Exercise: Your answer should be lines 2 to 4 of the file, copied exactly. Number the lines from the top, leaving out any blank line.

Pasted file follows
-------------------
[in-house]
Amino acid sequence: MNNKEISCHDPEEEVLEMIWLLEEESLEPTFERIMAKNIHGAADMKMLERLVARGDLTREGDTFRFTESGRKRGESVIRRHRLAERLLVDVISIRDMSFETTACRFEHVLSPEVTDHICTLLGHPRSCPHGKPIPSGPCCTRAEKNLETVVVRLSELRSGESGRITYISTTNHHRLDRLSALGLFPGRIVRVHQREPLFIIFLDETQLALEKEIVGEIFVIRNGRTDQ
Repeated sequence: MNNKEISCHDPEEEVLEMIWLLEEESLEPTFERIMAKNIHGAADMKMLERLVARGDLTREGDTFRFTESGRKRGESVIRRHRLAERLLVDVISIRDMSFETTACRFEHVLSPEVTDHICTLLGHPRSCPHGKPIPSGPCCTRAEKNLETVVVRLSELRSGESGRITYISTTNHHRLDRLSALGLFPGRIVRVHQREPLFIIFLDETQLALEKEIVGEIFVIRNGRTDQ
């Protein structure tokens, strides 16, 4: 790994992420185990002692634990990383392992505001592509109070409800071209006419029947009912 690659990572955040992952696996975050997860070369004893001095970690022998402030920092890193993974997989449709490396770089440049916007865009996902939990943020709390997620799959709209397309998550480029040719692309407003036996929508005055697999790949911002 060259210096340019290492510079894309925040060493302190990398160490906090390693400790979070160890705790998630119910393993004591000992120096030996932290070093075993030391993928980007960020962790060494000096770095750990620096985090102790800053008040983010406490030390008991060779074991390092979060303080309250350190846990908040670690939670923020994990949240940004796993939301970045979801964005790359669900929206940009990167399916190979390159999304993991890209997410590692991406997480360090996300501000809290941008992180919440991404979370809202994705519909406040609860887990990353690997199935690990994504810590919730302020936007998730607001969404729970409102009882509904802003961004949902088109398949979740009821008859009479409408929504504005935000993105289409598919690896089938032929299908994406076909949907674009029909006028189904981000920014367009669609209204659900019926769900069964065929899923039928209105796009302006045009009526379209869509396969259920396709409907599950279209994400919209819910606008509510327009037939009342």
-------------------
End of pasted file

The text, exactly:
Amino acid sequence: MNNKEISCHDPEEEVLEMIWLLEEESLEPTFERIMAKNIHGAADMKMLERLVARGDLTREGDTFRFTESGRKRGESVIRRHRLAERLLVDVISIRDMSFETTACRFEHVLSPEVTDHICTLLGHPRSCPHGKPIPSGPCCTRAEKNLETVVVRLSELRSGESGRITYISTTNHHRLDRLSALGLFPGRIVRVHQREPLFIIFLDETQLALEKEIVGEIFVIRNGRTDQ
Repeated sequence: MNNKEISCHDPEEEVLEMIWLLEEESLEPTFERIMAKNIHGAADMKMLERLVARGDLTREGDTFRFTESGRKRGESVIRRHRLAERLLVDVISIRDMSFETTACRFEHVLSPEVTDHICTLLGHPRSCPHGKPIPSGPCCTRAEKNLETVVVRLSELRSGESGRITYISTTNHHRLDRLSALGLFPGRIVRVHQREPLFIIFLDETQLALEKEIVGEIFVIRNGRTDQ
């Protein structure tokens, strides 16, 4: 790994992420185990002692634990990383392992505001592509109070409800071209006419029947009912 690659990572955040992952696996975050997860070369004893001095970690022998402030920092890193993974997989449709490396770089440049916007865009996902939990943020709390997620799959709209397309998550480029040719692309407003036996929508005055697999790949911002 060259210096340019290492510079894309925040060493302190990398160490906090390693400790979070160890705790998630119910393993004591000992120096030996932290070093075993030391993928980007960020962790060494000096770095750990620096985090102790800053008040983010406490030390008991060779074991390092979060303080309250350190846990908040670690939670923020994990949240940004796993939301970045979801964005790359669900929206940009990167399916190979390159999304993991890209997410590692991406997480360090996300501000809290941008992180919440991404979370809202994705519909406040609860887990990353690997199935690990994504810590919730302020936007998730607001969404729970409102009882509904802003961004949902088109398949979740009821008859009479409408929504504005935000993105289409598919690896089938032929299908994406076909949907674009029909006028189904981000920014367009669609209204659900019926769900069964065929899923039928209105796009302006045009009526379209869509396969259920396709409907599950279209994400919209819910606008509510327009037939009342």